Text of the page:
Jermaine Dupri Will Use His Superbowl Event To Address Social Injustice
Cardi B, Travis Scott and Rihanna are some of the huge entertainers who have been vocal about their personal decisions to either contribute to the entertainment portion of the upcoming Superbowl or pledge their solidarity and support to Colin Kaepernick’s silent protest against racial profiling and police brutality. Producer Jermaine Dupri, however, is attempting to use the Superbowl to bring awareness to these issues in his own way.
Billboard reports that after being called a “sellout” for hosting a Super Bowl-related event with people who have lost loved ones to police brutality, the So So Def CEO plans to give them a platform to speak onstage at his Superbowl Live Event in Atlanta. He hopes the effort will bridge the gap between those who are protesting the NFL’s lack of support for Kaepernick’s protest and his own obligation to accommodate the NFL during his five-night concert series.
Dupri met much criticism after he partnered with the Super Bowl host committee to produce a series of free concerts at Centennial Olympic Park, located a couple of blocks from where Super Bowl 53 will be held at the Mercedes-Benz Stadium. Many felt the move was a slap in the face to a city which many consider to be the birthplace of civil rights and wanted to boycott the Superbowl and the concert series.
Dupri however feels partnering with the Superbowl may be away to give the silent protest against racial inequality the attention it deserves:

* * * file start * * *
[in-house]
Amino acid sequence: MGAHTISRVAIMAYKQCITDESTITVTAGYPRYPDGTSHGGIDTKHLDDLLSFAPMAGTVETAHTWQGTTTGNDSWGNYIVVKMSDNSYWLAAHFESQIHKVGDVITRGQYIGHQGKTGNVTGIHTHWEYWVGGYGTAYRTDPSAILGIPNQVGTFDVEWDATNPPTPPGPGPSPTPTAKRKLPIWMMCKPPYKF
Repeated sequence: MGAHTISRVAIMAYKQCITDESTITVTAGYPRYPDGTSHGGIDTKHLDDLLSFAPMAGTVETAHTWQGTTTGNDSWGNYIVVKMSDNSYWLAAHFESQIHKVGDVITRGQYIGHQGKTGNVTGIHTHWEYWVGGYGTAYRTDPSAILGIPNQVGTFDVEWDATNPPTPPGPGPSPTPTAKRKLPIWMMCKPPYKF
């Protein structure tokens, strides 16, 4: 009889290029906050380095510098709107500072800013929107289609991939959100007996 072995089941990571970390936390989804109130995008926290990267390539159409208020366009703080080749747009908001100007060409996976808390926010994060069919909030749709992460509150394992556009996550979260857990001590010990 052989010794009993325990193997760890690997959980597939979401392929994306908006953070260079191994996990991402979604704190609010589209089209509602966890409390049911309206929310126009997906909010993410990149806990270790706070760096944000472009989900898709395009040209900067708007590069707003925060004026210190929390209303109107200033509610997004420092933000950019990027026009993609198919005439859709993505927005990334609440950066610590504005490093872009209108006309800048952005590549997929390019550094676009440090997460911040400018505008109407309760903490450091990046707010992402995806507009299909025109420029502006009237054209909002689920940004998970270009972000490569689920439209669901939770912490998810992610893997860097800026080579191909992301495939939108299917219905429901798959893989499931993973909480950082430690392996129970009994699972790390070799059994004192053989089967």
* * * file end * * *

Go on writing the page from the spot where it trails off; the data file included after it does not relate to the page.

“I met with the families and parents who have been killed and murdered by police officers here.”
“I plan on having them come to my Super Bowl Live event and speak to the crowd and tell their story about police brutality in the city and let people understand that I’m supporting them as much as possible.”
Maroon,5, Big Boi and Travis Scott are scheduled to perform at the half-time show and legendary soul singer, Gladys Knight will be performing the national anthem. Travis Scott was one of the more recent artists to be heavily criticized, after he agreed to perform only if the NFL joined him to make a donation to an organization fighting social injustice. The NFL and Scott gave $500,000 to the Van Jones’ Dream Corps, which works on criminal justice reform and expands opportunities for diversity in technology, environmental issues and education. However, artists still weren’t supportive of his agreement to perform. Dupri believes Scott’s move was a step in the right direction:
“If he did something to bring attention to police brutality or injustice, I think that’s a step forward in the fight that everybody seems to want to talk about.”
“If we were to completely turn our head to what’s happening Super Bowl weekend and have nothing to do with it, and stand with Kaepernick and completely boycott, what about our love and our craft that we care so much about?”
“It’s a rough situation, because you want to support both sides.”
A few of the family members of victims of police brutality were hesitant to attend his event this weekend due to the controversy, but Dupri maintains the shows will go on and be more about spreading awareness than anything else:
“I want to bring awareness to the situation and let people to know that we’re not out here partying and not caring about their situation.”
“They told me that they didn’t want to come to my show. They’re pretty much boycotting the Super Bowl. We had a meeting and came to an understanding. I want them to have a platform to speak.”